Choosing and Preparing a Throwbag
'What is the sound of one hand tied behind your back?'
(ancient pessimists proverb).
'The choice and preparation of your throwbag is crucial to successful use.'
(ancient optimists proverb).
Here are a few of thoughts on choosing and preparing your throwbag.
Tip 1 - Sometimes Length Matters
A bulky 25m throw bag becomes a small throw bag if you take out some rope before throwing! A 15m rope will stay 15m and a rope is not just for throwing!
Tip 2 - Forget How It Looks - Make Sure It Works
A throwbag is easy to re-pack in the warmth of a shop - with cold, wet hands, darkness approaching with 2k of river left to do, you need the easiest bag to pack.
Look for a long, wide and stiff neck to the bag (which is also great for getting a good grip on when throwing).
Tip 3 - Nothing Should Get Snagged
If your bag comes with a handle at the rescuers end of the line (as opposed to the bag end) - get rid of it.
You are looking for a 'clean line' and bag - this means as few entrapment hazards as possible.
Tip 4 - Its Not A Place To Put Your Hand
Empty the rope out of the bag and check the main knot is tied by someone who realises how important that knot is! If there is one of those pointless bits of clear tube on the 'handle' of the bag end of the bag, get rid of it (what does it do anyway?) . That should help ensure the loop is as small as possible. Remember if you can fit your hand in it - it is a major entrapment hazard. This is not meant to be a handle, simply a place to clip a crab so reduce the size of the loop to a minimum.
Tip 5 - Get Knotted
Empty the rope out of the bag and tie an overhand (or fig of 8) loop, about 6 inches from the main knot in the bag, so that the top of the loop is just below the level of the neck of the bag. Now take a deep breath and cut the main body of the rope from the loop you tied (cut with a hot knife or seal afterwards). Some throwbags like the new palm equipment bags come with this having been done already with a piece of sling instead of floating rope.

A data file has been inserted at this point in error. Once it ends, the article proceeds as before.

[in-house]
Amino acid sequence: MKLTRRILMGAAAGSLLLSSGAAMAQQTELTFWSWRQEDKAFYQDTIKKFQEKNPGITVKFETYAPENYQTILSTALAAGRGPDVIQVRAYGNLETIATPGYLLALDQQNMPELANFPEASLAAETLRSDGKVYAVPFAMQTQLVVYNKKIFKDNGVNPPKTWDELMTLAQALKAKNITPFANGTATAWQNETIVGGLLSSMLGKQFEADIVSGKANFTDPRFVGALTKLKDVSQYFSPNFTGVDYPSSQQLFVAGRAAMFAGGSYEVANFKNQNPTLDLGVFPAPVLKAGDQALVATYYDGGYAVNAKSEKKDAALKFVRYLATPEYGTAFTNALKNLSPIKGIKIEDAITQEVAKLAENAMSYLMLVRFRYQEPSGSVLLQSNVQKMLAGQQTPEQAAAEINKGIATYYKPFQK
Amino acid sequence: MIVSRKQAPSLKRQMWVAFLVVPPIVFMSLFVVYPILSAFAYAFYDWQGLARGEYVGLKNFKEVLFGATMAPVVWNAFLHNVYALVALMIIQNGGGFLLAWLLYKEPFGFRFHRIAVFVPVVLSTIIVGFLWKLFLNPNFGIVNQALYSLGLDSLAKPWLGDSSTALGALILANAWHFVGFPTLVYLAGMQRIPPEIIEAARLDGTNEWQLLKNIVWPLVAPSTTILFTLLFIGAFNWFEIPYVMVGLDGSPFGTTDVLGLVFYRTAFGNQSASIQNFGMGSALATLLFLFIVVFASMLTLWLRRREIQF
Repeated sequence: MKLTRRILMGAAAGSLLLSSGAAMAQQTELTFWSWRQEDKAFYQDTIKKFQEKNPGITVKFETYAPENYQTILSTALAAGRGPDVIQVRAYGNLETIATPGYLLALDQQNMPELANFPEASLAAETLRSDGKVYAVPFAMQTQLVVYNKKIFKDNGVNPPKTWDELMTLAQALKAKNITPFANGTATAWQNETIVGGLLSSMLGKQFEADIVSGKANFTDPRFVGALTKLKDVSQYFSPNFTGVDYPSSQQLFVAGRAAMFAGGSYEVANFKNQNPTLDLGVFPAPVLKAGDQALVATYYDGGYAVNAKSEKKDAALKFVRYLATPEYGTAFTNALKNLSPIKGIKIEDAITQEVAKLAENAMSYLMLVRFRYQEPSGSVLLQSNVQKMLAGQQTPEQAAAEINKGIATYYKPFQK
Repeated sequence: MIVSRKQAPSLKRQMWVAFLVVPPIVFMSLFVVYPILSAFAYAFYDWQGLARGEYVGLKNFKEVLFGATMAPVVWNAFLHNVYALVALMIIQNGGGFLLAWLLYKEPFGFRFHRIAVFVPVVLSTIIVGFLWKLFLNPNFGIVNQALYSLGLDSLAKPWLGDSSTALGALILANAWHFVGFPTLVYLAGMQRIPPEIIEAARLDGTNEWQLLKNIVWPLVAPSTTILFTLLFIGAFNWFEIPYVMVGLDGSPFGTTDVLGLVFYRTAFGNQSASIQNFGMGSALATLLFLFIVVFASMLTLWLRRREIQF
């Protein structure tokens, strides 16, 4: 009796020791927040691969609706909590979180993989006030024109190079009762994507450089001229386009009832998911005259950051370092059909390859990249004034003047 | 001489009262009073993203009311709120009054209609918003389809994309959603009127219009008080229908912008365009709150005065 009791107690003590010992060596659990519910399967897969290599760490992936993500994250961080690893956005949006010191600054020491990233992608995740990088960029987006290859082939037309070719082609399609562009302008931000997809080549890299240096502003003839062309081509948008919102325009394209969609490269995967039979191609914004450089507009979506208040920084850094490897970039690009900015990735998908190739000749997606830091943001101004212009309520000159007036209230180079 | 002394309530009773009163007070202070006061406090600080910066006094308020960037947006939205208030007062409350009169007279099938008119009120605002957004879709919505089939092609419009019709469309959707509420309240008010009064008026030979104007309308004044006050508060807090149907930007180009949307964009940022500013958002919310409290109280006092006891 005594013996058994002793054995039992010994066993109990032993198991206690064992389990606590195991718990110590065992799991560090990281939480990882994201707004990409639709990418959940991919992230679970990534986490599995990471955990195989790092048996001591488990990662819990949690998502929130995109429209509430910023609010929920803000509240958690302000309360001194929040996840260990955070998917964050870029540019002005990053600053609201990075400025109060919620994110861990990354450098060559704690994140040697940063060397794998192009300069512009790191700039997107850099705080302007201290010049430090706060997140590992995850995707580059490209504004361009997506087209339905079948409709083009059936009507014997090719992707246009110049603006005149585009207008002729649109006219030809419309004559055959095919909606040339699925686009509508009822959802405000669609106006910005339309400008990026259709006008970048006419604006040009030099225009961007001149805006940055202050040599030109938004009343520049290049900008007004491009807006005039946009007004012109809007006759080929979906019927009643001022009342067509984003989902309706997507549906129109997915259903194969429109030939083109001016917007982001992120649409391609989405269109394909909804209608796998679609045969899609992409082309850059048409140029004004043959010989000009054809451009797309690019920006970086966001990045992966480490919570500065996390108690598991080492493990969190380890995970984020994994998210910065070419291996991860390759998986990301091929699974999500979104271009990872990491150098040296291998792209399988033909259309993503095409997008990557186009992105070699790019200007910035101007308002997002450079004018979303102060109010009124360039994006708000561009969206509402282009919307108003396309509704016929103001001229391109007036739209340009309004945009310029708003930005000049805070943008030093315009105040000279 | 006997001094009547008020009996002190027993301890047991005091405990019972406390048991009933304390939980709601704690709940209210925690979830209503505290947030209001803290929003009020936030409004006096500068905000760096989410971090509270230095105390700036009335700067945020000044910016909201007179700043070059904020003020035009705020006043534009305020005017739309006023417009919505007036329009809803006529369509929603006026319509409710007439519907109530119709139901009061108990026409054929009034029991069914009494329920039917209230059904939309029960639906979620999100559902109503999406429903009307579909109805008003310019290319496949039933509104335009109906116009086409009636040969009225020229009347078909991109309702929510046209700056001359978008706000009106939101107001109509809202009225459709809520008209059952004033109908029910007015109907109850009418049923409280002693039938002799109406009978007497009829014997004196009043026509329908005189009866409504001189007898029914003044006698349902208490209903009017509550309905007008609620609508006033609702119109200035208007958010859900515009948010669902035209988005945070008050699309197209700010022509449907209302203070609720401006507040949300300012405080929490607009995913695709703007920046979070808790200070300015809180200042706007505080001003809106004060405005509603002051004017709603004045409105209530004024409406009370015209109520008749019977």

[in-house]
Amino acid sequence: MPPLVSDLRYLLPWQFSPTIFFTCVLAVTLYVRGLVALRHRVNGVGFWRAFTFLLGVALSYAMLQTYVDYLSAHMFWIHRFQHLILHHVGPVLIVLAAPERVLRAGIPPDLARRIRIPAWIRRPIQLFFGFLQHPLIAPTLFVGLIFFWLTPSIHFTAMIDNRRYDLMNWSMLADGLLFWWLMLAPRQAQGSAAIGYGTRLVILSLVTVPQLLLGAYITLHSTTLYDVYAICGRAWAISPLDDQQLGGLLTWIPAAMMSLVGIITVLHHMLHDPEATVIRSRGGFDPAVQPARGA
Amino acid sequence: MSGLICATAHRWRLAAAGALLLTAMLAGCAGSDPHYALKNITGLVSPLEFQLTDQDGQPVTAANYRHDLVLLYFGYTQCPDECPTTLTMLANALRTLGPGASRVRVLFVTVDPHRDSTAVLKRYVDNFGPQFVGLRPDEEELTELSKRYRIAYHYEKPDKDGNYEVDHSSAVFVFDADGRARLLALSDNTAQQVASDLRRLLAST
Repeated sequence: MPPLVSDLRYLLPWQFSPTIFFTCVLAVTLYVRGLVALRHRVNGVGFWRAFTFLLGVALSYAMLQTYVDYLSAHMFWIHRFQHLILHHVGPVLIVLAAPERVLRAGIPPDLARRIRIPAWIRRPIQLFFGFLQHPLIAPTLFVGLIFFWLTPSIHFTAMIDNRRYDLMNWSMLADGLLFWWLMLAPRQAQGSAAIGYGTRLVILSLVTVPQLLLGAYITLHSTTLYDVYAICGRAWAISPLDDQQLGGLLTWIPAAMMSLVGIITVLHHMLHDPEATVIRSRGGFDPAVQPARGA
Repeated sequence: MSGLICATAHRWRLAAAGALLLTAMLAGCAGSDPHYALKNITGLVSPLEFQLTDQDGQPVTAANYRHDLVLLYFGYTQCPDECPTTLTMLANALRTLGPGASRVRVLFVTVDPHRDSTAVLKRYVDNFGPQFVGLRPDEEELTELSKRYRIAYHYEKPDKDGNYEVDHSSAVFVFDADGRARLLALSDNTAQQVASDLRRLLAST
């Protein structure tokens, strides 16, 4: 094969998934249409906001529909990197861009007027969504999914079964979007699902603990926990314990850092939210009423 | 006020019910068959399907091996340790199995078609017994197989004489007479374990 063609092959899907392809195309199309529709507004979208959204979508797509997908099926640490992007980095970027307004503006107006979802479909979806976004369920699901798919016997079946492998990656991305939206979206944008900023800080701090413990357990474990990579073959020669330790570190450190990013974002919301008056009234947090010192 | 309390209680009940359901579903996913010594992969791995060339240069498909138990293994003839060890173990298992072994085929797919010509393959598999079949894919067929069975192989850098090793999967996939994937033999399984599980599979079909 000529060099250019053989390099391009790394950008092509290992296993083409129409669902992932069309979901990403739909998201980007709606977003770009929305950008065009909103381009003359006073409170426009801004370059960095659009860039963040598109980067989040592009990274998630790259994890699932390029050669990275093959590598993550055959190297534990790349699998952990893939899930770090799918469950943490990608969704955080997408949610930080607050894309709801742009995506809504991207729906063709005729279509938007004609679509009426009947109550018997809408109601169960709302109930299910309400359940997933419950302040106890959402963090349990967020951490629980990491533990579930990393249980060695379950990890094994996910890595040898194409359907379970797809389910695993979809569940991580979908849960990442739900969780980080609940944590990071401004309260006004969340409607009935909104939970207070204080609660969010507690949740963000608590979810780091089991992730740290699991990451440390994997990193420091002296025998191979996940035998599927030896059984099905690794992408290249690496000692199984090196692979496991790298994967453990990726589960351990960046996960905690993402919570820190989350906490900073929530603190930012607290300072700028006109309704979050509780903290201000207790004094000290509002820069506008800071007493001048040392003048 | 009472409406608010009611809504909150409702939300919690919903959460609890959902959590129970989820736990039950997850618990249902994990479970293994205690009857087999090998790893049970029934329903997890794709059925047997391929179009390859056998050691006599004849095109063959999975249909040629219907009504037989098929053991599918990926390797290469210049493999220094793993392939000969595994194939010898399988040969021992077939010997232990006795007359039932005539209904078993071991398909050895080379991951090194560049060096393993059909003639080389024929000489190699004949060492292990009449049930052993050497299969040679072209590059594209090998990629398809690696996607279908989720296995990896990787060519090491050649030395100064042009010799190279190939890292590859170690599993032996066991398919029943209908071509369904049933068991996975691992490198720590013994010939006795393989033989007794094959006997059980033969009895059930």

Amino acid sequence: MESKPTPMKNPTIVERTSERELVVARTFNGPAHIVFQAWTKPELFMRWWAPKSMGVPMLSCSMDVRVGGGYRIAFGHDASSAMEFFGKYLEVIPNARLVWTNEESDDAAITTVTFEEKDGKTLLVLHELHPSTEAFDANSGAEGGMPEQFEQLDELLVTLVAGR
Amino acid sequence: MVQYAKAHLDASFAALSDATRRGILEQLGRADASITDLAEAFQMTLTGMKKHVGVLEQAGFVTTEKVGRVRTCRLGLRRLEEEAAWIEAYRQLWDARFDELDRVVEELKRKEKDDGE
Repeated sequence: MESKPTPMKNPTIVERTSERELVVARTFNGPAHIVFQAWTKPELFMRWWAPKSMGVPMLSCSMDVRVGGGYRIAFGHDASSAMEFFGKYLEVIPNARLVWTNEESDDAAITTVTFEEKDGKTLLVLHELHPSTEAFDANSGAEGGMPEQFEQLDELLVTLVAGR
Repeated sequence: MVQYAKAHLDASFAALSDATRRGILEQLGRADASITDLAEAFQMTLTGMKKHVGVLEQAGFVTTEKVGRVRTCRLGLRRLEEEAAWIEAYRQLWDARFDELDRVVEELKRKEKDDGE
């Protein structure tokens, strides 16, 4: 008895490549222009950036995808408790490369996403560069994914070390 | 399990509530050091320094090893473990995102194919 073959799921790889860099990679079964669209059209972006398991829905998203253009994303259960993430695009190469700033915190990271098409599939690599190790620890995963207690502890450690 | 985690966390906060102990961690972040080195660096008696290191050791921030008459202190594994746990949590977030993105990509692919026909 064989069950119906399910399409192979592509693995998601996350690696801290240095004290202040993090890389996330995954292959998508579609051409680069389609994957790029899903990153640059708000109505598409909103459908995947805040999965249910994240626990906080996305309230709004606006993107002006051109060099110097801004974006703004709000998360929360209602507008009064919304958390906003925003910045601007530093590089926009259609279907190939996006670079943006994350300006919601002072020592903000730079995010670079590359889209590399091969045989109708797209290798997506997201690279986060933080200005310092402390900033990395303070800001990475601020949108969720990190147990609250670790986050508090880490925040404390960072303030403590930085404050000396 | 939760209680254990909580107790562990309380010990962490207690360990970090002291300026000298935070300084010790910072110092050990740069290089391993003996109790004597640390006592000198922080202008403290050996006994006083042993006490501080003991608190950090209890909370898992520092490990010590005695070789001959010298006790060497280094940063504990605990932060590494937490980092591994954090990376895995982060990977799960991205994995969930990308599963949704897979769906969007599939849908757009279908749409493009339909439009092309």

Re-tie the main body of rope to the loop you created with a rethreaded figure of 8, or round turn and umpteen half hitches or bowline and stopper knot.
Why do all this? - So that you can easily untie the bag from the rope and you will always have a clean line in those frantic real-life moments!
Tip 6 - Measure And Mark
Use a black indelible marker pen and mark off 5m intervals on your rope so you know exactly how much rope is in/out of your bag. i.e. 1 ring = 5m, 2 rings = 10m.
Tip 7 - Throwbag belts
Recently on the market over the last few years there are utility belts for throwbags which safely stow a throwbags around your waist on a quick release harness. These can be a great way to carry your throwline hands free safely while scouting/portaging rapids but are a hassle to paddle with on so ill put it on when I need my hands free!